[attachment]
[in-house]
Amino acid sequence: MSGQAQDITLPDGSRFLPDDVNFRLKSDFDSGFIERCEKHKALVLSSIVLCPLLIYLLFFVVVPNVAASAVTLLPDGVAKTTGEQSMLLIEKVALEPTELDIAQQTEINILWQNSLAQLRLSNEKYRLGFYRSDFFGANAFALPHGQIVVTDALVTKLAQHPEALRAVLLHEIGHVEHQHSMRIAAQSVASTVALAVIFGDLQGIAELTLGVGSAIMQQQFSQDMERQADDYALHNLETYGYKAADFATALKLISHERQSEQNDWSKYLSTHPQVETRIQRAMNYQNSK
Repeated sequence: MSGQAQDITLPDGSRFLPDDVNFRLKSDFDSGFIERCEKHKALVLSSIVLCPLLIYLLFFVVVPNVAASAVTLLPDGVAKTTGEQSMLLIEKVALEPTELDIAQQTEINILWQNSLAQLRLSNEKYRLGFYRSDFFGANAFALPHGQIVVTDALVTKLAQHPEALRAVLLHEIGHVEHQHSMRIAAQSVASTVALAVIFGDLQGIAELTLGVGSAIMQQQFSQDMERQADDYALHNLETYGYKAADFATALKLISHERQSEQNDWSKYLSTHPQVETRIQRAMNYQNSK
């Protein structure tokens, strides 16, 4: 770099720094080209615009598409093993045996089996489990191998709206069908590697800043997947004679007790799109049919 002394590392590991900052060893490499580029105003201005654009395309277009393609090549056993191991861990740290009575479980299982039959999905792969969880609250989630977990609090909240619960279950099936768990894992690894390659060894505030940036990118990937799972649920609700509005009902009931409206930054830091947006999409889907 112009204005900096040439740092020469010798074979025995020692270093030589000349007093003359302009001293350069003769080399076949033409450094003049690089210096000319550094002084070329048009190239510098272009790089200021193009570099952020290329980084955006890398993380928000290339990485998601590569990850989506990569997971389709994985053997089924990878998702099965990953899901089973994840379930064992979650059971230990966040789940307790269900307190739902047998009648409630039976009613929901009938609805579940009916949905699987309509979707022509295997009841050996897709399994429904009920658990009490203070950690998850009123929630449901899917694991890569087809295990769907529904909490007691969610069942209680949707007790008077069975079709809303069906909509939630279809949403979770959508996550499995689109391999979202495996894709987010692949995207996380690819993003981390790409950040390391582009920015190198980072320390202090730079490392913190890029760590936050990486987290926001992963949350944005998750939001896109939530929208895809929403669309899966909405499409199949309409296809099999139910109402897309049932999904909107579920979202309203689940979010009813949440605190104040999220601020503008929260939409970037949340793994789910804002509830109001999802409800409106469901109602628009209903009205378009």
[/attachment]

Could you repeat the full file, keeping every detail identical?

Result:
[in-house]
Amino acid sequence: MSGQAQDITLPDGSRFLPDDVNFRLKSDFDSGFIERCEKHKALVLSSIVLCPLLIYLLFFVVVPNVAASAVTLLPDGVAKTTGEQSMLLIEKVALEPTELDIAQQTEINILWQNSLAQLRLSNEKYRLGFYRSDFFGANAFALPHGQIVVTDALVTKLAQHPEALRAVLLHEIGHVEHQHSMRIAAQSVASTVALAVIFGDLQGIAELTLGVGSAIMQQQFSQDMERQADDYALHNLETYGYKAADFATALKLISHERQSEQNDWSKYLSTHPQVETRIQRAMNYQNSK
Repeated sequence: MSGQAQDITLPDGSRFLPDDVNFRLKSDFDSGFIERCEKHKALVLSSIVLCPLLIYLLFFVVVPNVAASAVTLLPDGVAKTTGEQSMLLIEKVALEPTELDIAQQTEINILWQNSLAQLRLSNEKYRLGFYRSDFFGANAFALPHGQIVVTDALVTKLAQHPEALRAVLLHEIGHVEHQHSMRIAAQSVASTVALAVIFGDLQGIAELTLGVGSAIMQQQFSQDMERQADDYALHNLETYGYKAADFATALKLISHERQSEQNDWSKYLSTHPQVETRIQRAMNYQNSK
């Protein structure tokens, strides 16, 4: 770099720094080209615009598409093993045996089996489990191998709206069908590697800043997947004679007790799109049919 002394590392590991900052060893490499580029105003201005654009395309277009393609090549056993191991861990740290009575479980299982039959999905792969969880609250989630977990609090909240619960279950099936768990894992690894390659060894505030940036990118990937799972649920609700509005009902009931409206930054830091947006999409889907 112009204005900096040439740092020469010798074979025995020692270093030589000349007093003359302009001293350069003769080399076949033409450094003049690089210096000319550094002084070329048009190239510098272009790089200021193009570099952020290329980084955006890398993380928000290339990485998601590569990850989506990569997971389709994985053997089924990878998702099965990953899901089973994840379930064992979650059971230990966040789940307790269900307190739902047998009648409630039976009613929901009938609805579940009916949905699987309509979707022509295997009841050996897709399994429904009920658990009490203070950690998850009123929630449901899917694991890569087809295990769907529904909490007691969610069942209680949707007790008077069975079709809303069906909509939630279809949403979770959508996550499995689109391999979202495996894709987010692949995207996380690819993003981390790409950040390391582009920015190198980072320390202090730079490392913190890029760590936050990486987290926001992963949350944005998750939001896109939530929208895809929403669309899966909405499409199949309409296809099999139910109402897309049932999904909107579920979202309203689940979010009813949440605190104040999220601020503008929260939409970037949340793994789910804002509830109001999802409800409106469901109602628009209903009205378009």